Sandy Hook nonprofit helps Georgia Schools combat gun violence on campus
Knowing how to notice warning signs, and learning what to do once you notice them, can save a life.
ATLANTA, Ga. (CBS46) - Sometimes, before an unthinkable tragedy, there are signs. Knowing how to notice warning signs and learning what to do once you notice them, can save a life. This is part of the mission of Sandy Hook Promise, a non-profit started by parents of Sandy Hook victims. Part of their mission is teaching kids what warning signs to watch for in their peers and how to react to the signs they see.
Forsyth County Schools and Atlanta Public Schools both use resources from Sandy Hook Promise. The organization provides resources to schools all over the country.
There is an anonymous reporting system option, completely free for anyone to use.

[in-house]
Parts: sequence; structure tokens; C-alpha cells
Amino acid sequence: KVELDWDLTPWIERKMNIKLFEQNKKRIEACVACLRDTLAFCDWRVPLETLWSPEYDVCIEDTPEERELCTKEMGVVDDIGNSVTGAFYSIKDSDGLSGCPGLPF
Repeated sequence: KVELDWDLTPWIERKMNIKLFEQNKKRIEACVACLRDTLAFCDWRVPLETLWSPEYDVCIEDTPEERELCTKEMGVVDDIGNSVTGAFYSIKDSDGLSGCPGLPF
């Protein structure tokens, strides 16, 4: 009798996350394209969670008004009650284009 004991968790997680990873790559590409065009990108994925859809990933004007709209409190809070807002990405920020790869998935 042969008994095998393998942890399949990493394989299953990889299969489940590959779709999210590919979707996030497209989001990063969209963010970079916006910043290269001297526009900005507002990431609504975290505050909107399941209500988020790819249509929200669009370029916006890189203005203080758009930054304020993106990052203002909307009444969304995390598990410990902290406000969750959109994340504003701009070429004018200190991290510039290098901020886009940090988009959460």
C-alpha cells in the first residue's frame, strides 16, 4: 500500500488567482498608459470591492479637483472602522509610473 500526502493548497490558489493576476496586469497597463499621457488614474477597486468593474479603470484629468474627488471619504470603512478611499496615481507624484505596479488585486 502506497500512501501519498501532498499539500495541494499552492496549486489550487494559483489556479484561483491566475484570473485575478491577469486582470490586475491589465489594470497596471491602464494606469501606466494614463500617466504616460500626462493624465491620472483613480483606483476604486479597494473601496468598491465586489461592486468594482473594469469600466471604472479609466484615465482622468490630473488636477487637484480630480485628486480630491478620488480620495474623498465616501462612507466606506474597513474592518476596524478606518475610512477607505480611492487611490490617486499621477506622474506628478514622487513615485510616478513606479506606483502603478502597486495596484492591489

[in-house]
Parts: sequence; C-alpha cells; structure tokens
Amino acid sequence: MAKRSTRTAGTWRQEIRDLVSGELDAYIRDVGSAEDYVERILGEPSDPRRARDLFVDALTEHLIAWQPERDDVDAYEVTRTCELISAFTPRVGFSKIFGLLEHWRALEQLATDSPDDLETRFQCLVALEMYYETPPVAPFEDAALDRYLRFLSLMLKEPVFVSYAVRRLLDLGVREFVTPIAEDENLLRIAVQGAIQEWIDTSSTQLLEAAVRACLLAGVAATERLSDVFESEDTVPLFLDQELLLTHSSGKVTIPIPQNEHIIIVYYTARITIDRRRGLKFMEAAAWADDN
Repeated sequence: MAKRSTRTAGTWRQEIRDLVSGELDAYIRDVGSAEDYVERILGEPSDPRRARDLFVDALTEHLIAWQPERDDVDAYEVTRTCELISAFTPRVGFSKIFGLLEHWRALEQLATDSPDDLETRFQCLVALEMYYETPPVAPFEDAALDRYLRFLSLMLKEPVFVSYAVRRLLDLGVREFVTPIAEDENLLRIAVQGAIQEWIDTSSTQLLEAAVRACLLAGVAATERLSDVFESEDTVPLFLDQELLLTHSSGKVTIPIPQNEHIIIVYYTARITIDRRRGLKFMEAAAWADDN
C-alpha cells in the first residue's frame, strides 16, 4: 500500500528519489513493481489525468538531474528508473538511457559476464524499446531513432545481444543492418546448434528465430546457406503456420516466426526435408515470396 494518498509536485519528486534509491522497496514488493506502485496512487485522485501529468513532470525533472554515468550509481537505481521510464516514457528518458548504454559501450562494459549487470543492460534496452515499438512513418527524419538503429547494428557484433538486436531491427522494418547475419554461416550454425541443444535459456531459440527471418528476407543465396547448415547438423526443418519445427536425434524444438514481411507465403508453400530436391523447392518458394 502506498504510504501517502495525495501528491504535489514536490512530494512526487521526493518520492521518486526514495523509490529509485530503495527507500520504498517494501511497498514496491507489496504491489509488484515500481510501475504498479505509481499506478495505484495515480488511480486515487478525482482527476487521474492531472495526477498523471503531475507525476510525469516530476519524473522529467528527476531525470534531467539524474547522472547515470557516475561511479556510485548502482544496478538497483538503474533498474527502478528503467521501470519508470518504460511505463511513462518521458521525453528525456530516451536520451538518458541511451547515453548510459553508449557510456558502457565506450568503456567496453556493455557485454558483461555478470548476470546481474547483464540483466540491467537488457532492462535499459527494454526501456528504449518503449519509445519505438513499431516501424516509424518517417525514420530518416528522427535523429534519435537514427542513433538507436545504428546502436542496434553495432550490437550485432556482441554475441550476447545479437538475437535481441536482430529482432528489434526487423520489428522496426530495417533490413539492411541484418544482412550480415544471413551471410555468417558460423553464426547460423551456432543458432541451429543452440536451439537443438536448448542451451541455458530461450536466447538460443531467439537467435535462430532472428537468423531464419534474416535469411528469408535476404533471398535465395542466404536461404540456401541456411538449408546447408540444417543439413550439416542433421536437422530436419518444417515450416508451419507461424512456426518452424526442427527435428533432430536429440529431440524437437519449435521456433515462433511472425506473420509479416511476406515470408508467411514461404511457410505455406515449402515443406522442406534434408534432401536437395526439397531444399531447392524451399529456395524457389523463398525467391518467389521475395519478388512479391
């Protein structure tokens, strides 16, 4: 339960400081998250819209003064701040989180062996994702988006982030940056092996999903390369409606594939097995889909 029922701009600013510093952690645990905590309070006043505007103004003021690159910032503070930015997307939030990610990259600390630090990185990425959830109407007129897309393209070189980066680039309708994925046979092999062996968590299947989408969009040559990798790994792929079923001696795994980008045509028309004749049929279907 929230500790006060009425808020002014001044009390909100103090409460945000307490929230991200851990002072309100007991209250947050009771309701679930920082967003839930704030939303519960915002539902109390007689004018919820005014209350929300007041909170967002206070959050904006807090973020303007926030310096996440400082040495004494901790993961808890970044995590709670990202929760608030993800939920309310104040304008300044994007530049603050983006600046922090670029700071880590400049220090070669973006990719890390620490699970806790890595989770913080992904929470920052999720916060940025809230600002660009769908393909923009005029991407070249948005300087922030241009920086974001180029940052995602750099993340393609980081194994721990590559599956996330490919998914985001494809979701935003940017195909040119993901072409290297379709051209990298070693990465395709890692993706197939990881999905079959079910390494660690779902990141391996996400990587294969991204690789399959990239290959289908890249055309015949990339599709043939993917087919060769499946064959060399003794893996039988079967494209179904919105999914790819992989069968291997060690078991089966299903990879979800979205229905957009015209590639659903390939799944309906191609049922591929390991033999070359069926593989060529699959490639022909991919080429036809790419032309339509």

”We have been fortunate to get ahead of quite a few events....We have dealt with things like suicide, bomb threats, threats to shoot up schools,” said Chief Ronald Applin with Atlanta Public Schools Police. The Atlanta Public Schools Police Chief says, students were using the system during the pandemic to report friends at risk of committing suicide.
”Something may happen, it may not happen. It maybe a legitimate threat, it may be just someone kidding around but either way, it puts us ahead of any situations we may be experiencing in our schools,” said Chief Applin.
The district created a program called SAS, an advocacy program where kids who need extra support and their parents are paired with an advocate who can help guide the family through daily issues or full on crisis situations or de-escalation. Forsyth County Schools counselors and social workers, have access to Sandy Hook Promise resources they use to work with students and their families.
“We started with the idea of finding kids who don’t have someone to have a friend within the school,” said Steve Honn with Forsyth County Schools, ”Those conversations are had, that are age appropriate. They are real. We can’t ignore them. I think honest conversations with our students will help them in understanding this.”
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